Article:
The first of these incidents occurred on 20 December 1974 involving one of the airline's Handley Page Dart Herald turboprops (registration: G-BBXJ) in a landing accident at Jersey Airport. The aircraft was damaged beyond repair but there were no injuries among the 54 occupants.[40]

The second incident occurred on 20 July 1975. It involved another of the company's Handley Page Dart Heralds (registration: G-APWF) in a runway accident while departing London Gatwick on a scheduled flight to Guernsey. According to eye-witness reports, the aircraft lifted off from runway 26 after a ground run of 2,490 ft (760 m) and appeared airborne for 411 ft (125 m) with its landing gear retracting before the rear underside of the fuselage settled back on to the runway. None of the 45 occupants, including the 41 passengers who were safely evacuated via the aircraft's crew entrance door by the two cabin crew members on the instructions of the flight's commander, were hurt in that accident. The subsequent investigation concluded that this accident had been caused by the landing gear being retracted before the aircraft had been properly established in its initial climb. Other contributory factors included a mistaken wing flap configuration and the resulting inadequate airspeed at rotation. The aircraft itself sustained substantial damage and required extensive repairs in order to be restored to an airworthy condition.[41][42]

In addition to the two aforementioned incidents, in 1979, BIA's maintenance engineers had discovered fatigue cracks in the fuselages of some of the firm's Heralds during routine inspections of the aircraft. This required the affected aircraft to be taken out of service to repair the cracks.[43]

There is one recorded, non-fatal incident involving an aircraft operated by the reconstituted BIA.[44]

This incident occurred on 12 April 1988. It involved a BAC One-Eleven 500 (registration: G-AYWB). The aircraft, which had been cleared to land on Gatwick's runway 08L (the airport's standby runway), inadvertently landed on the parallel taxiway. An air traffic controller in Gatwick's control tower, who spotted the BIA One-Eleven coming in to land on the taxiway parallel to the emergency runway, ordered a British Airways Boeing 737 that had just entered the same taxiway to vacate it immediately. This resulted in the 737 taxiing right into the grass and the One-Eleven stopping 100-200m to the west of the 737's position.[44]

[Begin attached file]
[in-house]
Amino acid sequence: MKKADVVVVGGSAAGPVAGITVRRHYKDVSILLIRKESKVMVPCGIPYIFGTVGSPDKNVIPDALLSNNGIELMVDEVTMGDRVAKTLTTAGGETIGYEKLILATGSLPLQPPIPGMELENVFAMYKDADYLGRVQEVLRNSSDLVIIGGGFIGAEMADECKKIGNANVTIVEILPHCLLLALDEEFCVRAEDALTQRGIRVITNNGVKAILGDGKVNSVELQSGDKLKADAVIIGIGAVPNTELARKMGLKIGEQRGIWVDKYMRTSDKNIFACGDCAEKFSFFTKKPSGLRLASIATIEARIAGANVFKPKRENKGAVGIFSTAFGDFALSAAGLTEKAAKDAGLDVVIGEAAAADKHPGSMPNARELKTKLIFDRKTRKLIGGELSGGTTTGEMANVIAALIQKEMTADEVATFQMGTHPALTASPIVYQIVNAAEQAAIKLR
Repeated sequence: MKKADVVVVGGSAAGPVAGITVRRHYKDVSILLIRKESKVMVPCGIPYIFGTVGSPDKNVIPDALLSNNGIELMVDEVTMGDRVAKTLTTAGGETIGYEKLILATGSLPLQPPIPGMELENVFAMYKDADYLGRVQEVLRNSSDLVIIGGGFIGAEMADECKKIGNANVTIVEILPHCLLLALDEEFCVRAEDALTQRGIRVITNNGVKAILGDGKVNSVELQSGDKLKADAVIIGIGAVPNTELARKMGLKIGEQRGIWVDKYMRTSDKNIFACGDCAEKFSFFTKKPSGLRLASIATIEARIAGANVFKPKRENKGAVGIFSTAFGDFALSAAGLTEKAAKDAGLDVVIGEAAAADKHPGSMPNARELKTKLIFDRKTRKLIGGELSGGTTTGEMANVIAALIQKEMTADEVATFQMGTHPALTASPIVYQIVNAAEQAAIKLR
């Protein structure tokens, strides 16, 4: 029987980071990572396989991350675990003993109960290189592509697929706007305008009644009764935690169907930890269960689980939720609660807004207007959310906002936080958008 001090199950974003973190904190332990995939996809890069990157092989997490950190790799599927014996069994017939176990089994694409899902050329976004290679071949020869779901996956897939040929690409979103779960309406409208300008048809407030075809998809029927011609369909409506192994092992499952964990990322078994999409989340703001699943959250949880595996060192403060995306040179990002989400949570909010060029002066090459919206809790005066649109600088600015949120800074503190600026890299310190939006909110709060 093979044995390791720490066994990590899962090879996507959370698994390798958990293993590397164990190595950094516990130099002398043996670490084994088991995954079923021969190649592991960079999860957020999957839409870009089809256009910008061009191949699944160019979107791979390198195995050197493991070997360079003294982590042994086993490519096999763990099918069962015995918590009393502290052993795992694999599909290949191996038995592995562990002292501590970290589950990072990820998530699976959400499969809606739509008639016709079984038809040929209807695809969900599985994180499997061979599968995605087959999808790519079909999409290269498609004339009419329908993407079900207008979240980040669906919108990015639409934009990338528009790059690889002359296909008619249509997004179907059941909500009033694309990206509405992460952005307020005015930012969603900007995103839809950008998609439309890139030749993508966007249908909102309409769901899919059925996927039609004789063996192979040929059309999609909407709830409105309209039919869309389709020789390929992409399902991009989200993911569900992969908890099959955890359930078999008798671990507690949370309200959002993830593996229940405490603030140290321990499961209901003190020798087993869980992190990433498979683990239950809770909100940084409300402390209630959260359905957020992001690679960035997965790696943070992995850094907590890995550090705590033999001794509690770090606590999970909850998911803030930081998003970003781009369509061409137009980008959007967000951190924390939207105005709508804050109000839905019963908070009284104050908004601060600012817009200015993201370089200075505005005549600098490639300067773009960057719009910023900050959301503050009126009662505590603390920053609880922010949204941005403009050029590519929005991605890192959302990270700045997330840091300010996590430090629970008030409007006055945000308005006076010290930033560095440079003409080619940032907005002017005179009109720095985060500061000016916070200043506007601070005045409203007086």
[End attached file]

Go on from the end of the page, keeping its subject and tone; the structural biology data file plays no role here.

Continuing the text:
Notes and Citations[edit]

Notes
  1. ^ chiefly Thomson Holidays' sister airline Britannia Airways and International Leisure Group airline subsidiary Air Europe
  2. ^ including Thomas Cook, International Leisure Group and Owners Abroad
  3. ^ led by Britannia Airways, Air Europe, Air 2000 and Monarch Airlines
  4. ^ independent from government-owned corporations
Citations
  1. ^ a b c d e BIA looks at jets, Air Transport, Flight International, 1 April 1971, p. 444
  2. ^ a b c The forgotten schedules?, Air Transport, Flight International, 8 March 1973, p. 331
  3. ^ a b c Independence for BUIA, Air Transport, Flight International, 30 July 1970, p. 151
  4. ^ Air UK is Air Anglia and BIA successor, Air Transport, Flight International, 27 October 1979, p. 1343
  5. ^ World Airlines, Flight International, 6 May 1971, p. 621
  6. ^ World Airline Directory, Flight International, 18 May 1972, Supplement 18.
  7. ^ a b World Airline Survey, Flight International, 22 March 1973, p. 449
  8. ^ World Airline Directory, Flight International, 28 April 1979, p. 1354
  9. ^ a b New British carrier to take over Air UK's IT operation, Air Transport, Flight International, 23 January 1982, p. 159
  10. ^ Aircraft (Gone but not forgotten ... British Island Airways, ...: BIA One), pp. 67/8, Ian Allan Publishing, Hersham, January 2012
  11. ^ Aircraft (Gone but not forgotten ... British Island Airways), p. 67, Ian Allan Publishing, Hersham, January 2012
  12. ^ Air Anglia takeover creates new force in Europe, Air Transport, Flight International, 11 November 1978, p. 1720
  13. ^ British World Airlines Ltd. — Company History: New blood in the 1970s (Original Source: International Directory of Company Histories, Vol. 18, St. James Press, 1997)